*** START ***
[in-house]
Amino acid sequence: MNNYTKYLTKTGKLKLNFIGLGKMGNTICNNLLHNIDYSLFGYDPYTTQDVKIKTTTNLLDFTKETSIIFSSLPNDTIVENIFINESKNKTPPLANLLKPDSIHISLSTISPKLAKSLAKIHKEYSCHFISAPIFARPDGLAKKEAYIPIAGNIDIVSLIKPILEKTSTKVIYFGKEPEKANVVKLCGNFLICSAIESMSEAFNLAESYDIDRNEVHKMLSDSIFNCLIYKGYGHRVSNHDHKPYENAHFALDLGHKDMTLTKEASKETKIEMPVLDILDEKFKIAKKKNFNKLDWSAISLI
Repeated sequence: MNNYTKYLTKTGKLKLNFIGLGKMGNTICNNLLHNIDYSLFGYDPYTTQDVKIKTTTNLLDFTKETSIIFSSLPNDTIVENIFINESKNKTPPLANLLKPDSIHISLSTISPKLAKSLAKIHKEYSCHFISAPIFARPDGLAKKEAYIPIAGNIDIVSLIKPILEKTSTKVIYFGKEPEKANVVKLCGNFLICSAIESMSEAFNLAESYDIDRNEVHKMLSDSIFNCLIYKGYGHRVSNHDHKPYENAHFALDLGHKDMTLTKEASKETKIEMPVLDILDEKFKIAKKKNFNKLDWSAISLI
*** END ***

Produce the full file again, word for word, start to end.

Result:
[in-house]
Amino acid sequence: MNNYTKYLTKTGKLKLNFIGLGKMGNTICNNLLHNIDYSLFGYDPYTTQDVKIKTTTNLLDFTKETSIIFSSLPNDTIVENIFINESKNKTPPLANLLKPDSIHISLSTISPKLAKSLAKIHKEYSCHFISAPIFARPDGLAKKEAYIPIAGNIDIVSLIKPILEKTSTKVIYFGKEPEKANVVKLCGNFLICSAIESMSEAFNLAESYDIDRNEVHKMLSDSIFNCLIYKGYGHRVSNHDHKPYENAHFALDLGHKDMTLTKEASKETKIEMPVLDILDEKFKIAKKKNFNKLDWSAISLI
Repeated sequence: MNNYTKYLTKTGKLKLNFIGLGKMGNTICNNLLHNIDYSLFGYDPYTTQDVKIKTTTNLLDFTKETSIIFSSLPNDTIVENIFINESKNKTPPLANLLKPDSIHISLSTISPKLAKSLAKIHKEYSCHFISAPIFARPDGLAKKEAYIPIAGNIDIVSLIKPILEKTSTKVIYFGKEPEKANVVKLCGNFLICSAIESMSEAFNLAESYDIDRNEVHKMLSDSIFNCLIYKGYGHRVSNHDHKPYENAHFALDLGHKDMTLTKEASKETKIEMPVLDILDEKFKIAKKKNFNKLDWSAISLI